This hypothetical risk was raised as far back as the Sixties in the New England Journal of Medicine in an article called “Nutmeg Intoxication.” The paper pondered whether the age-old custom of adding nutmeg to eggnog arose from the psychopharmacological effects described in cases of nutmeg intoxication. Such cases evidently go back to the 1500s, when it was used as an abortifacient to induce a miscarriage and in the 1960s as a psychotropic drug.

Mental health professionals from the ’60s concluded that while nutmeg “is much cheaper for use and probably less dangerous than the habit-forming heroin, it must be stated that it is not free from danger and may cause death.”

The toxic dose of nutmeg is two to three teaspoons.

I assumed no one would ever come close to that amount unintentionally until I saw report in which a couple ate some pasta, collapsed, and were subsequently hospitalized. It was a big mystery until “On close questioning, the husband revealed that he had accidentally added one third of a 30g spice jar of nutmeg to the meal whilst cooking it.” That’s about 4 teaspoons–I don’t know how they could have eaten it! I imagine the poor wife just trying to be polite.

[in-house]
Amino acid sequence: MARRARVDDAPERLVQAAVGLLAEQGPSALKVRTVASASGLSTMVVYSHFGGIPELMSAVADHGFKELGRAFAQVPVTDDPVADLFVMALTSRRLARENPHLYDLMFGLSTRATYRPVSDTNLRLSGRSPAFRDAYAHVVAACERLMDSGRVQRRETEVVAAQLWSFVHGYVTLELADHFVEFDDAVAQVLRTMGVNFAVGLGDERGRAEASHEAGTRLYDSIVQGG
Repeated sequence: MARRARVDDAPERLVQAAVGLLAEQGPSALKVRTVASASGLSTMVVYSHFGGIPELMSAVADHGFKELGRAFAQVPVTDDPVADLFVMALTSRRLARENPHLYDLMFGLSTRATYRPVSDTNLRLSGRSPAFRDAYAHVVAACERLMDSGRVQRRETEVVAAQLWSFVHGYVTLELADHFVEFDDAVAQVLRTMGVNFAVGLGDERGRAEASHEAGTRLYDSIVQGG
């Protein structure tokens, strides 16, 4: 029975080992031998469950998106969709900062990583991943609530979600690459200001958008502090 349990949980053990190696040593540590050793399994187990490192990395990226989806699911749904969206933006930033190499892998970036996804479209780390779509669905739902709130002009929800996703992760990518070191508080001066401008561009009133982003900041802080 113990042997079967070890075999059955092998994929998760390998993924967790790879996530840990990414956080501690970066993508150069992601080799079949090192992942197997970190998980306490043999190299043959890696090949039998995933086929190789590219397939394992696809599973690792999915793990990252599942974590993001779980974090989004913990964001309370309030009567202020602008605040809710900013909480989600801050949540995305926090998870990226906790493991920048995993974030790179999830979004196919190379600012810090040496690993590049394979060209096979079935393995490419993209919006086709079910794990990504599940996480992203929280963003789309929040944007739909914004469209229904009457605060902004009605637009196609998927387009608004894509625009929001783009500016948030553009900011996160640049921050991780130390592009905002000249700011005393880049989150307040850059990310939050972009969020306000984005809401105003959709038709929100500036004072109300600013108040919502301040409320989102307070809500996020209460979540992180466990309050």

There are also potentially toxic compounds in certain types of cinnamon. See my video Update on Cinnamon for Blood Sugar Control.

We can also overdo other healthful plant foods if we consume too much of the yellow curry spice turmeric, drink too much tea, or eat too much soytoo much seaweedtoo many broccoli sprouts, and even too many raw cruciferous vegetables.

The final video in this three part series on the latest on spice safety is The Safety of Tarragon.

-Michael Greger, M.D.

PS: If you haven’t yet, you can subscribe to my videos for free by clicking here and watch my full 2012 – 2014 presentations Uprooting the Leading Causes of Death, More than an Apple a Day, and From Table to Able.

Image credit: Simo ubuntu / Wikimedia Commons

Not Exercising? That’s as Bad as Smoking…

When you see someone smoking, you might question “Why would you do that to yourself when you know it could kill you?” Do you react the same way when you know someone doesn’t exercise? You should.

When I was at a recent medical conference, one of the presenters reminded the audience that research has shown physical inactivity to be as deadly as smoking. I was shocked at this when I first heard it a couple of years ago, but I think I was just as shocked hearing it the second time. My guess is you are too. It’s hard to imagine being inactive could be comparable to smoking, but it is.